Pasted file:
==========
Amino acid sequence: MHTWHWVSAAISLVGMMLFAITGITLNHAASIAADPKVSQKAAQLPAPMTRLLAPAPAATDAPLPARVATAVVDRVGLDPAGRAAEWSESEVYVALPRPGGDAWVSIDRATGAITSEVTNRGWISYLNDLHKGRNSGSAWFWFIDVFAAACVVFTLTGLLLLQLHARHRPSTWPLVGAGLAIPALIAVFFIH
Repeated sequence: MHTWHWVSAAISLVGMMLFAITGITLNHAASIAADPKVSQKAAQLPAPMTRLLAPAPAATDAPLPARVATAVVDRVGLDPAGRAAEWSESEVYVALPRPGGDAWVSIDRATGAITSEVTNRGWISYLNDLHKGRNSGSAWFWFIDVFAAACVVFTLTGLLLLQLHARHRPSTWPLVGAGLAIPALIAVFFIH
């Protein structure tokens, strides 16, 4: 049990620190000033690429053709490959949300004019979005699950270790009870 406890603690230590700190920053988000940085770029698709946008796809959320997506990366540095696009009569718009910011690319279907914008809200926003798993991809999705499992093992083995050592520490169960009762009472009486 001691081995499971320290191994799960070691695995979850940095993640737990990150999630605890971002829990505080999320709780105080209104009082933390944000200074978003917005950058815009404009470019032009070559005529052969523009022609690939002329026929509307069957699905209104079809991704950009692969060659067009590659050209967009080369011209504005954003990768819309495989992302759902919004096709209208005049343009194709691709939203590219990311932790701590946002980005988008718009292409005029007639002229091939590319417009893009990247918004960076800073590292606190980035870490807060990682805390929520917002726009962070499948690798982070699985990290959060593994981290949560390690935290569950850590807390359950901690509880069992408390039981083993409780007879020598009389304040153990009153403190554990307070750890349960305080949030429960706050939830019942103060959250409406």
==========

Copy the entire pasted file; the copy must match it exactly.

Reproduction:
Amino acid sequence: MHTWHWVSAAISLVGMMLFAITGITLNHAASIAADPKVSQKAAQLPAPMTRLLAPAPAATDAPLPARVATAVVDRVGLDPAGRAAEWSESEVYVALPRPGGDAWVSIDRATGAITSEVTNRGWISYLNDLHKGRNSGSAWFWFIDVFAAACVVFTLTGLLLLQLHARHRPSTWPLVGAGLAIPALIAVFFIH
Repeated sequence: MHTWHWVSAAISLVGMMLFAITGITLNHAASIAADPKVSQKAAQLPAPMTRLLAPAPAATDAPLPARVATAVVDRVGLDPAGRAAEWSESEVYVALPRPGGDAWVSIDRATGAITSEVTNRGWISYLNDLHKGRNSGSAWFWFIDVFAAACVVFTLTGLLLLQLHARHRPSTWPLVGAGLAIPALIAVFFIH
């Protein structure tokens, strides 16, 4: 049990620190000033690429053709490959949300004019979005699950270790009870 406890603690230590700190920053988000940085770029698709946008796809959320997506990366540095696009009569718009910011690319279907914008809200926003798993991809999705499992093992083995050592520490169960009762009472009486 001691081995499971320290191994799960070691695995979850940095993640737990990150999630605890971002829990505080999320709780105080209104009082933390944000200074978003917005950058815009404009470019032009070559005529052969523009022609690939002329026929509307069957699905209104079809991704950009692969060659067009590659050209967009080369011209504005954003990768819309495989992302759902919004096709209208005049343009194709691709939203590219990311932790701590946002980005988008718009292409005029007639002229091939590319417009893009990247918004960076800073590292606190980035870490807060990682805390929520917002726009962070499948690798982070699985990290959060593994981290949560390690935290569950850590807390359950901690509880069992408390039981083993409780007879020598009389304040153990009153403190554990307070750890349960305080949030429960706050939830019942103060959250409406």